During a recent (and very fun) city break in Basel, I discovered that with minimal effort and a bit of thrift that an amazing time could be had without breaking the bank. Here are some tips on making the most of a visit to Basel (without paying the most for it).
Good Stuff and lots of it! Here’s the low down on some fine things to see, sip or savour – all of which I’ve recently come across and thought were worth sharing with you. Enjoy.
I had a blast during the recent Giovanni Rana pasta making class (previously previewed here) at this popular Italian brand’s Regent’s Place restaurant (17-19 Triton Street, NW1 3BF). Yes, the actual man himself, Signore Rana, was on hand for the occasion (and gave an approving “ottimo” to the tortellini and ravioli I made) along with his lovely daughter in law Antonella. The lunch that followed was delish. I loved my plate of cappelletti and was super impressed with the wine list). The restaurant is well worth keeping in mind if you’re in the Warren Street/Euston Road area. I certainly intend to visit again.
Danish cheese makers, Castello, has launched a pop-up “cheese concept store” in Shoreditch after successful stints in New York, The Hague and Copenhagen. Located at 132 Commercial Street, E1 6NQ and running until Friday 24 October, the shop has more than 30 varieties of cheese (some otherwise not available in the UK) to taste and buy alongside a range of accessories, wine, beer, and cider. There’s a fresh deli counter too and a calendar full of tastings, Q&A sessions and more. I enjoyed nibbling my way through the shop – really liked the Creamy White and Extra Creamy Danish Blue.
After having to miss last year’s Great Sherry Tasting, I was glad I was able to wrangle a bit of free time for the 2014 event (held again at The Westbury). I was even more chuffed that I got to sit in on a “Cream Dream” tasting led by Beltran Domecq, president of the DO Jerez Consejo Regulador (wow). “Exploring the quality and diversity of sweeter sherries” further established that fact that I’ve expensive taste! I loved two sherries in particular from the session: Tradicion’s Cream VOS 20 Year Old and Gonzalez Byass’ Matusalem VORS 30 Year Old. Both have a rich nose, balanced taste and strong, lasting finish.
Yutaka brand’s yuzu seasoning adds zest to a range of dishes and drinks. I’ve really enjoyed having a bottle at hand in my kitchen for concocting new recipes or just bringing some zing to otherwise humdrum meals. Look for it at Sainsbury’s priced at £2.99 for a 100ml bottle.
Someone working on the PR side of things for insurance and investment management group, Legal & General, emailed me recently to see if I’d like to take part in L&G’s “What would you say to your younger self?” campaign and blog some advice to my younger self. I said sure – which led to thinking about all sorts of stuff … namely that, despite a bumpy road and all sorts of messes, if what I’ve done over the years has led me to where I am today then so be it. Life is good.
I’m 42 years old. So there’s an amble bit of ‘younger self’ behind me. Certainly, four decades of living has amounted to plenty of mistakes big and small. I screw things up less often than I used to, but I’m still capable of pulling a doozy now and again. I’ve seen my share of setbacks as well as lots of surprises. As a kid back in Georgia, I never would have guessed I’d end up living in London, for example. And blogs didn’t even exist when I was growing up.
Still I must admit I’m generally happy with my ‘station’ in life. I reckon to a large degree the ups and downs of life (especially the downs) all shaped the person I’ve become and directed me toward my current situation. More than anything, the mistakes, disappointments and surprises are what’s led to me being me … and to having a wonderful girlfriend, living in an amazing city, regularly doing in large part what I want to do for a living, travelling the world … and so on. I don’t know if I’m lucky or just have a positive attitude, but life has turned out alright for me.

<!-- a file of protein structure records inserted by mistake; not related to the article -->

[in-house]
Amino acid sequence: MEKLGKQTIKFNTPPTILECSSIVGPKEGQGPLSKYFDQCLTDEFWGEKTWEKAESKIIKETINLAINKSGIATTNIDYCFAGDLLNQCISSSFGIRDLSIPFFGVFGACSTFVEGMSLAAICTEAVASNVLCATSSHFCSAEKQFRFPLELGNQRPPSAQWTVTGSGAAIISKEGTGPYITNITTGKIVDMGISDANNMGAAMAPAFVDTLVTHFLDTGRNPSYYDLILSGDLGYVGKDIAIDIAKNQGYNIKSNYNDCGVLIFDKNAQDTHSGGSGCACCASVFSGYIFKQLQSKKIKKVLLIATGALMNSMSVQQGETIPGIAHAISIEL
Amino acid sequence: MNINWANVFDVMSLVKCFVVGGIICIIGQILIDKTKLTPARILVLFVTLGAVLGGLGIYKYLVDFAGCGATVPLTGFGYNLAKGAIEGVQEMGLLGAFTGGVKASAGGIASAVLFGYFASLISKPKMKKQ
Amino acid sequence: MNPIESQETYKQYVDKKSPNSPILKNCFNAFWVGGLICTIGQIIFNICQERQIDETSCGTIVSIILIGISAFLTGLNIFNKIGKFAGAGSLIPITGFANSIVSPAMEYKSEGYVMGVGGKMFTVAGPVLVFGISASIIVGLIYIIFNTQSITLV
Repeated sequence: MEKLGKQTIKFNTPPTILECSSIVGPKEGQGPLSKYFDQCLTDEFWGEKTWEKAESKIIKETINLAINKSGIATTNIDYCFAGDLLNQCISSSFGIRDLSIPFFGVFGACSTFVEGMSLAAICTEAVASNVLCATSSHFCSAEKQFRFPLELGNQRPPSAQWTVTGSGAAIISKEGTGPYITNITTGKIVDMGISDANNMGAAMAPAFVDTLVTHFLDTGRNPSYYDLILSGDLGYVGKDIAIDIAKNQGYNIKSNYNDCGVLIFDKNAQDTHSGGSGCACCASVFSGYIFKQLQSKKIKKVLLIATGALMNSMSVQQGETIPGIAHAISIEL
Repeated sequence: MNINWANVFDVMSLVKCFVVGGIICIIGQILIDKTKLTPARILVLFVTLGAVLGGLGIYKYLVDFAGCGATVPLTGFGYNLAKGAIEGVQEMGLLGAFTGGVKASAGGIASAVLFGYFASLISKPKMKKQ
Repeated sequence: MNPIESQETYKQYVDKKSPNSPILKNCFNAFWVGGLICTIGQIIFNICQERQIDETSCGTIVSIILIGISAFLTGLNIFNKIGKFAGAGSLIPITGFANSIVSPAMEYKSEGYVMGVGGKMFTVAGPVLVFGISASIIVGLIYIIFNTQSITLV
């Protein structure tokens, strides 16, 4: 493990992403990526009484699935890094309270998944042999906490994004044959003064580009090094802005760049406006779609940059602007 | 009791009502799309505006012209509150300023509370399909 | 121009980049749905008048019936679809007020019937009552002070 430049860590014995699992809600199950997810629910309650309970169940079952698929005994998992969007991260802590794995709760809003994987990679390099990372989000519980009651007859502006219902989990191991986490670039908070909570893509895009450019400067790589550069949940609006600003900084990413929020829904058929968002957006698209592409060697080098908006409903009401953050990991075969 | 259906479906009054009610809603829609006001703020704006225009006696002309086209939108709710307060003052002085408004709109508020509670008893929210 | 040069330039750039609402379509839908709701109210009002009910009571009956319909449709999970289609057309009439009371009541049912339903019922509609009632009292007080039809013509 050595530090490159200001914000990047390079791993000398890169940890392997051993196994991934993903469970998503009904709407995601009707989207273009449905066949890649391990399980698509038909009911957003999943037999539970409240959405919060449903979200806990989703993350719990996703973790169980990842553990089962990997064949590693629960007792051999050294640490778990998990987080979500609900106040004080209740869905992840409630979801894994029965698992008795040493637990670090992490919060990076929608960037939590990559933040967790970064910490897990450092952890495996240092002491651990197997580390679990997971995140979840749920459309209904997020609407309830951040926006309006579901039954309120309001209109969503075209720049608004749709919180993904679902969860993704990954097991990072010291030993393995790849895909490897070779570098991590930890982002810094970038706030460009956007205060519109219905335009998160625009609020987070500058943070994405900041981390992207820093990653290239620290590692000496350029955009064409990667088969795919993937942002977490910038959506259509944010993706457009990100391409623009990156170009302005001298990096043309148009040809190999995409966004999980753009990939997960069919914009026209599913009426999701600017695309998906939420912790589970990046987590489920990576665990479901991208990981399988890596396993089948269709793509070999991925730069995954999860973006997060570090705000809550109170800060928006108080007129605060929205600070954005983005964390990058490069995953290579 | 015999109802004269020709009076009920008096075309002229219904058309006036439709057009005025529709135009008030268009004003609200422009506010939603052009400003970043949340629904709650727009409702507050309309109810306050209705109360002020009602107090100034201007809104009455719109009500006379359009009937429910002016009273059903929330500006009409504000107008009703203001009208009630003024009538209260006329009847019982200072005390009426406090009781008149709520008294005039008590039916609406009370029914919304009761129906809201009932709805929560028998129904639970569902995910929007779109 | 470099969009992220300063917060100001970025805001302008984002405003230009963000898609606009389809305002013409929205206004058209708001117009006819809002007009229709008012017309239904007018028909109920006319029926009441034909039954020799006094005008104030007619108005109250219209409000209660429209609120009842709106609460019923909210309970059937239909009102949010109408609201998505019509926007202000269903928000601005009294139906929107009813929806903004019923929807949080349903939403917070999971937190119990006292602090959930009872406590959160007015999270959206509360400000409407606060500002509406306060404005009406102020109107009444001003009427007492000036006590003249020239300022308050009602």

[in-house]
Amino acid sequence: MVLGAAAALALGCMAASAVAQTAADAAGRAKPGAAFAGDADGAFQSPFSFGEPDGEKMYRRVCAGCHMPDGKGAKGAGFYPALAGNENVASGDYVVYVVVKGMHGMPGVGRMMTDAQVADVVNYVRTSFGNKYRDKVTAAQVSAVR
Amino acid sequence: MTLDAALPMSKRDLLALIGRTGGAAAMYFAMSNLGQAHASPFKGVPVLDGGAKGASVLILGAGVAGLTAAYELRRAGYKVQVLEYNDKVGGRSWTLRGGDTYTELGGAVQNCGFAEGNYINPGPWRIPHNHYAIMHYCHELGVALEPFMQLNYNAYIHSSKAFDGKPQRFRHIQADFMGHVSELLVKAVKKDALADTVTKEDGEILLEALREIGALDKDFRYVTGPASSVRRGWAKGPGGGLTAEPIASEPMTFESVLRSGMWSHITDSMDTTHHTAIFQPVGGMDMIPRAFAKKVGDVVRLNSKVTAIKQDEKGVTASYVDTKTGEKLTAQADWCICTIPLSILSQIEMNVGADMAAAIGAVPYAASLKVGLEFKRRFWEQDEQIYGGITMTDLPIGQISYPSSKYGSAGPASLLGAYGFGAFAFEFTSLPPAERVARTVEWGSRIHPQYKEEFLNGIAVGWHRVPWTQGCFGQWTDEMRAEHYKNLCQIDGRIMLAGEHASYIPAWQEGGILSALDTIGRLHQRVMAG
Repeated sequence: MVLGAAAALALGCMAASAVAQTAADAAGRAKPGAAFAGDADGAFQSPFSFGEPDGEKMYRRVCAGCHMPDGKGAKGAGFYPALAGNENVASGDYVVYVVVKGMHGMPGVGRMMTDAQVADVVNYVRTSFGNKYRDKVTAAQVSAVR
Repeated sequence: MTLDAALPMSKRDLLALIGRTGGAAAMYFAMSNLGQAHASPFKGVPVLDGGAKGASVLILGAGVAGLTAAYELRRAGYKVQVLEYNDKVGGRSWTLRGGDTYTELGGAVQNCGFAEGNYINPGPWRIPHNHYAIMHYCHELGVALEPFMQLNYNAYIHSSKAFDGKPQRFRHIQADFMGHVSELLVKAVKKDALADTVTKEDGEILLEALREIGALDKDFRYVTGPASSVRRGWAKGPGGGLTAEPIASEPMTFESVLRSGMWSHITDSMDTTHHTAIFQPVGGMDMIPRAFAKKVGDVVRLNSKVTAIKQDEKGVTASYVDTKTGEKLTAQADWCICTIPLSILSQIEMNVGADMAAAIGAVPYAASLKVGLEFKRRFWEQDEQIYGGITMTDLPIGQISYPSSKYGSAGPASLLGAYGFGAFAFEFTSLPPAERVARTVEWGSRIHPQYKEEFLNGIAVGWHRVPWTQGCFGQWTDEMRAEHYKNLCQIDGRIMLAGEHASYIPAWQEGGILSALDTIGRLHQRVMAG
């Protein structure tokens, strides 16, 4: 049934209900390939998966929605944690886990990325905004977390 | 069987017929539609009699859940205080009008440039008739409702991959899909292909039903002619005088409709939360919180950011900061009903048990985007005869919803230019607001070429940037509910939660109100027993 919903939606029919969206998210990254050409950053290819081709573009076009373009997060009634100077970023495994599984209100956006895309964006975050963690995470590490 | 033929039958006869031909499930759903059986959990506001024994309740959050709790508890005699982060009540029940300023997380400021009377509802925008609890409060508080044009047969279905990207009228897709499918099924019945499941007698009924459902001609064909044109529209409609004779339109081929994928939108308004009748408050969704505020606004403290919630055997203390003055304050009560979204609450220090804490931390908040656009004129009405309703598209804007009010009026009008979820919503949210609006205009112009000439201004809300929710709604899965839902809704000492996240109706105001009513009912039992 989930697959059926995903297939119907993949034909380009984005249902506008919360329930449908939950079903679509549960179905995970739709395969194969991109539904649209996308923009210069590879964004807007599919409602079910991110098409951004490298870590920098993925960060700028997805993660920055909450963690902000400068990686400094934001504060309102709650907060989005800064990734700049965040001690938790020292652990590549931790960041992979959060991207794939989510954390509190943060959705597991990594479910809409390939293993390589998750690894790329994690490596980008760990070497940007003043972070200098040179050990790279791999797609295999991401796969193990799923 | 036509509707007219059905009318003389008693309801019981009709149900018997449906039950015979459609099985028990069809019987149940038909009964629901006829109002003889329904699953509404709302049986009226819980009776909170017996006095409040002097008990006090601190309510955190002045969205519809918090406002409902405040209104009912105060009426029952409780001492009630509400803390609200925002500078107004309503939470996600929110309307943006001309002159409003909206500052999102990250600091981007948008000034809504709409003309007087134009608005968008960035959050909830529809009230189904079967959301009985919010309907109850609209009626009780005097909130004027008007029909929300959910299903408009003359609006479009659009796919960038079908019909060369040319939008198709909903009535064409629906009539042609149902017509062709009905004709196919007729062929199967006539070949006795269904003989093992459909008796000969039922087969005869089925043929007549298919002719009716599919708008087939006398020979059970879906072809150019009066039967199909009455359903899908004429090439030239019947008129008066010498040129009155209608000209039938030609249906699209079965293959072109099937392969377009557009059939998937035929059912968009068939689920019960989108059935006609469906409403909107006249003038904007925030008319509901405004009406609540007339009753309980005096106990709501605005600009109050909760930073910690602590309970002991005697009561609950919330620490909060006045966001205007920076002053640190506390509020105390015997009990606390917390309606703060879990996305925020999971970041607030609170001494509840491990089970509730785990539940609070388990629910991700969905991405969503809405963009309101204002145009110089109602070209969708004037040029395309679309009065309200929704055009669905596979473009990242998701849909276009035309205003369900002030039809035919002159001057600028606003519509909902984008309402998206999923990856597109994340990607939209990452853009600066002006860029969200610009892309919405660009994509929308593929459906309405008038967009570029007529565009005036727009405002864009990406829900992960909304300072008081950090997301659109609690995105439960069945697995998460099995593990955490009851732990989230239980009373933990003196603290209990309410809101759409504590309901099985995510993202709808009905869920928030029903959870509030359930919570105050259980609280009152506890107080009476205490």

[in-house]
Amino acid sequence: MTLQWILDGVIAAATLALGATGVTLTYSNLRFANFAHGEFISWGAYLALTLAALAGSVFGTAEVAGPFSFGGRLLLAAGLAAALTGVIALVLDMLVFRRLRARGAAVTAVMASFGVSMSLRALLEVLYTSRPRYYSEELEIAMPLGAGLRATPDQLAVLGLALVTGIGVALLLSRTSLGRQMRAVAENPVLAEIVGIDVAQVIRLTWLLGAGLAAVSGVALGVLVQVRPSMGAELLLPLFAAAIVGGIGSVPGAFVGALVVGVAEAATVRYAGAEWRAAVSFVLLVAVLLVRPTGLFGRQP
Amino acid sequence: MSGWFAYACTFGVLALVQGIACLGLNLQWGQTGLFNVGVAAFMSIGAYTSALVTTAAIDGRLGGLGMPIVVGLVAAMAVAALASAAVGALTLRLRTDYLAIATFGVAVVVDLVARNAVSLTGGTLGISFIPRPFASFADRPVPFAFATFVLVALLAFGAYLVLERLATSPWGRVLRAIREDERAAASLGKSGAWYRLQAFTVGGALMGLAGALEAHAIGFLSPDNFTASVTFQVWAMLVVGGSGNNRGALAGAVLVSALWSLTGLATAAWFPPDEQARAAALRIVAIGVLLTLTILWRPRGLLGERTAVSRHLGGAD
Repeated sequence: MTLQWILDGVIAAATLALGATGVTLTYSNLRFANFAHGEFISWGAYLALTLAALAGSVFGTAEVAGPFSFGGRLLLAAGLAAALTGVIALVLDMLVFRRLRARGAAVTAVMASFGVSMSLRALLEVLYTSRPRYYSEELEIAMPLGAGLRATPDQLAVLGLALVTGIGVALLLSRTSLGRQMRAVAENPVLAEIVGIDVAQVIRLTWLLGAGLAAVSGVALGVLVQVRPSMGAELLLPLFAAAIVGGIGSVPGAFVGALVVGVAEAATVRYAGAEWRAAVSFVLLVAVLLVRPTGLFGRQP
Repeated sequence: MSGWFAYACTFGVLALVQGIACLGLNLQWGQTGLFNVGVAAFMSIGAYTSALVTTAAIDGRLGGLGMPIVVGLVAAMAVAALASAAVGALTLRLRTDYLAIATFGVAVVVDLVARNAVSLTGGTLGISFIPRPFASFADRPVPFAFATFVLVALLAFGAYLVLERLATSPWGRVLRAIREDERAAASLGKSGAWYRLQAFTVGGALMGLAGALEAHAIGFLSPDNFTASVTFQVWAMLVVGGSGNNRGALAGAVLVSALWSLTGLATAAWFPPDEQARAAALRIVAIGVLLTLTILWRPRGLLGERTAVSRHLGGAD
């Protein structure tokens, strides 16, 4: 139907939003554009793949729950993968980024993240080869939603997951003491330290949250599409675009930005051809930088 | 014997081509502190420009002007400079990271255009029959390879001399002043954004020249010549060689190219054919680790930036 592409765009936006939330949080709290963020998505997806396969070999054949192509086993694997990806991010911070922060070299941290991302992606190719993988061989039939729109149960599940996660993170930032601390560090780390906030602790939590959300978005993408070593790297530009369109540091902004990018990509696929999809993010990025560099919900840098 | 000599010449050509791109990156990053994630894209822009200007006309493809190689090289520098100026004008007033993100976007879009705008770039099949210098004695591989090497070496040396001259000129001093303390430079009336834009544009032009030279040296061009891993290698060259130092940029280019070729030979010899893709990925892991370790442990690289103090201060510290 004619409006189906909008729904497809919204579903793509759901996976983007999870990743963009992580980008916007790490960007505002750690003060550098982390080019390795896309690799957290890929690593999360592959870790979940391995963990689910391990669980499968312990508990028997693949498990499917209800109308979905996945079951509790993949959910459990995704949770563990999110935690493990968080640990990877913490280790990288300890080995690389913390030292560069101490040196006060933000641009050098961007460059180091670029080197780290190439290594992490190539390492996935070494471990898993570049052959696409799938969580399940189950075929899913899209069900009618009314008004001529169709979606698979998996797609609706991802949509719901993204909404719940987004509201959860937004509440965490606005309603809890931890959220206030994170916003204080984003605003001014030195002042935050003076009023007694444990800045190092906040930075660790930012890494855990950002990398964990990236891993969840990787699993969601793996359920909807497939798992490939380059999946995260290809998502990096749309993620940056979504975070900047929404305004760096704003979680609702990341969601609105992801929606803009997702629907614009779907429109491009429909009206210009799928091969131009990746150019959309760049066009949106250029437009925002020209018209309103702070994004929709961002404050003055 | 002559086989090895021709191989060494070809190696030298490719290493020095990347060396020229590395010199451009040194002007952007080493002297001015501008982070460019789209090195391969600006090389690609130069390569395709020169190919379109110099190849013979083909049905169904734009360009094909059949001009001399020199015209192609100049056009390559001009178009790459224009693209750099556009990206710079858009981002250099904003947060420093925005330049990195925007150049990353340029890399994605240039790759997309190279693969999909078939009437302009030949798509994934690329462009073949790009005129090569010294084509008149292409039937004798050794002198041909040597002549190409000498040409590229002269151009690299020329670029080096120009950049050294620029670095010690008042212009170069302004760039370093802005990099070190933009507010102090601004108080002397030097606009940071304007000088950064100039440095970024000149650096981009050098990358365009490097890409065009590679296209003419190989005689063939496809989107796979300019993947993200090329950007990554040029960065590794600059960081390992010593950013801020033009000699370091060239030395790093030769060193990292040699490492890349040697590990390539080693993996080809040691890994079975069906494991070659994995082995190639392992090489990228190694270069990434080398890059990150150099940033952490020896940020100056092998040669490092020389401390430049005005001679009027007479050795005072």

So .. if there were some magic mirror or time machine or whatever device to allow me to impart advice to my younger self, I’d probably not tell him much more than to just hang in there and trust his (my) gut.
Victoria Miro gallery has opened a new Pumpkins exhibition of works by Japanese artist Yayoi Kusama. Comprising of two elements – a new body of paintings and large scale mosaic pumpkins which will be on show only until 4 October plus major new series of bronze sculptures will be on display in the gallery’s outdoor water garden until 20 December. I got a gander of it all last night at the private view – and wow! If you can take the time simply to mill about Kusama’s bold and pleasing sculptures and to have a close up peek at meticulous efforts of her paintings and mosaics, you will be glad to have done so.
From my perspective, the show comes across as an attempt to set an apt tone for autumn and the few fun months which lay ahead (from mid September until New Years, I’ve always found London to be as happening a place to be as anywhere – especially with respect to art) as it is a testament to the decades of consistent work by Kusama. Since her youth, the artist has felt a deep affinity for pumpkins with their “charming and winsome form” and “generous unpretentiousness”. I like that … a lot … and reckon charm and generous unpretentiousness is something art lovers in general and the London gallery scene specifically should certainly welcome as we roll toward the end of 2014.
Victoria Miro is located at 16 Wharf Road, N1 7RW. The full Yayoi Kusama | Pumpkins exhibition runs until 4 October with the artist’s new series of bronze sculptures remaining on view at the gallery until 20 December. Find out more at victoria-miro.com.
From the 16th of September, passengers of public transport in London can use their contactless payment cards to pay for travel on buses, tram, DLR, London Overground, most local National Rail services and the Tube.
For some time now, London Buses have accepted contactless payment and now the rest of the vast Transport for London (TfL) network is to offer the option.